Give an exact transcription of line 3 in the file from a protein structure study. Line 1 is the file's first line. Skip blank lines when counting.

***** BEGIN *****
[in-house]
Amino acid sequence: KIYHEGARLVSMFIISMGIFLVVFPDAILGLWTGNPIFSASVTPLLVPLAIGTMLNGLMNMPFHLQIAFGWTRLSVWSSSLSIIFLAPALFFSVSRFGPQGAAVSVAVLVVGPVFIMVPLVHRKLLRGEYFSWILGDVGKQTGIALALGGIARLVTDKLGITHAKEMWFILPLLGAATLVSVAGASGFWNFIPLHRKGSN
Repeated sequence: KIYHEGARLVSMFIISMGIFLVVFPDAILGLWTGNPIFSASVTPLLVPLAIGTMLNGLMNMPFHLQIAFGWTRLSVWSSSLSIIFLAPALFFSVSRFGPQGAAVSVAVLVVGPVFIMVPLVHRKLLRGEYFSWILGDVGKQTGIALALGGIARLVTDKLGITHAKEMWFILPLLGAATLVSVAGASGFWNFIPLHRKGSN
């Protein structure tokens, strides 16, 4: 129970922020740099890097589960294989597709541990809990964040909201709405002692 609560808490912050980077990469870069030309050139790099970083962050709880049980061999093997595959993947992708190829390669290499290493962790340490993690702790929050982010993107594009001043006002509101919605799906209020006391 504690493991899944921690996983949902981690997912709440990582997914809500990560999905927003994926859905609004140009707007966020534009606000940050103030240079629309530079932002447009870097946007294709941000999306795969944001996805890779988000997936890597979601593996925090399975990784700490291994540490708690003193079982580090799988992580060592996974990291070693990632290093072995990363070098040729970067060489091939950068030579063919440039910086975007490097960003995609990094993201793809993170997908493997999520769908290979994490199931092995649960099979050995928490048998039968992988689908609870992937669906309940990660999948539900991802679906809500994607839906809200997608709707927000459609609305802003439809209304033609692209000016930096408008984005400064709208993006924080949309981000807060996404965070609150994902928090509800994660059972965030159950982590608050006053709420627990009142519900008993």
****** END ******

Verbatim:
Repeated sequence: KIYHEGARLVSMFIISMGIFLVVFPDAILGLWTGNPIFSASVTPLLVPLAIGTMLNGLMNMPFHLQIAFGWTRLSVWSSSLSIIFLAPALFFSVSRFGPQGAAVSVAVLVVGPVFIMVPLVHRKLLRGEYFSWILGDVGKQTGIALALGGIARLVTDKLGITHAKEMWFILPLLGAATLVSVAGASGFWNFIPLHRKGSN